Sunday morning? I like to lie in on a Sunday, until half nine or 10. Pre-Covid, weekends didn’t mean much to me, but for the past 18 months I’ve been making the most of having a day to be properly hungover. I’ll make a coffee and put the telly on, preparing for the excitement of Super Sunday football.
What does Sunday feel like? Slow and relaxed, with mellow music: think Billie Holiday with your breakfast. You can’t go wrong with a bit of Kris Kristofferson’s Sunday Mornin’ Comin’ Down, either. If I’m not working, I won’t do much else, except maybe popping to the pub, if I’m not feeling too delicate.
Sundays growing up? They were often filled with dread, knowing school would return tomorrow. I played football, for a Sunday league team, then we’d have Sunday lunch at my grandma and grandpa’s where we lived in Clifton, Nottingham. Columbo and Open All Hours were always on. A proper Sunday night treat was The Simpsons and ice-cream.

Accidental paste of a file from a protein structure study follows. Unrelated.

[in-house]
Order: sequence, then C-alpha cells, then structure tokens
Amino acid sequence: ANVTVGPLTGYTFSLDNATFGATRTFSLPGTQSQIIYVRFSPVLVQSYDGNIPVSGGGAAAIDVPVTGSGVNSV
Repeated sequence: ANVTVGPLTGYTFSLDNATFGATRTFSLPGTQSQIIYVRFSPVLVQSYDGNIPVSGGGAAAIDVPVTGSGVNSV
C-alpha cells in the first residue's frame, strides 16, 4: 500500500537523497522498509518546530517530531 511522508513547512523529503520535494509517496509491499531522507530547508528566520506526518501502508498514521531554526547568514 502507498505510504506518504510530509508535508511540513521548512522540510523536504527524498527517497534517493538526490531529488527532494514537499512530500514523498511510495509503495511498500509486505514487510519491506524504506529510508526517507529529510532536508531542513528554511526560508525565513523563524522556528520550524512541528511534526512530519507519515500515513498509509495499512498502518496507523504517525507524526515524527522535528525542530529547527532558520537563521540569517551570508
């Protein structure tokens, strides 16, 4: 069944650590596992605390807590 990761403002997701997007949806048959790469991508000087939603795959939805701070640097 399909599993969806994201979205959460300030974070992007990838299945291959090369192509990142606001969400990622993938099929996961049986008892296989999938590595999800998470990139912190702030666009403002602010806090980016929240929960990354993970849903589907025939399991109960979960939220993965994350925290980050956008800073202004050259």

A special Sunday? We played Standon Calling last Sunday, a festival in Hertfordshire. It just felt brilliant to be back on stage. We’d played in Sheffield on Friday, and Trent Bridge Cricket Ground on Saturday. Before each gig I was anxious, but the crowds were excited and forgiving. I was buzzing after three gigs. It’s been strange coming back down to earth.
Sunday evening? I like a curry on Sunday night, eaten in front of a movie. There’s a great takeaway called Patri in Hammersmith. I go through phases, but I’ve been into chicken saag recently: medium spiced, healthy enough. I don’t do anything to prepare for Mondays – it’s a write-off; the dishes can wait.
If you could be anywhere next Sunday… I’d be in Tokyo watching the Olympics, I love Japan and would love to revisit. To be honest, though, I’d go literally anywhere at this point in the pandemic, if I could.
Jake Bugg’s new album, Saturday Night, Sunday Morning, is released on 20 August on RCA Records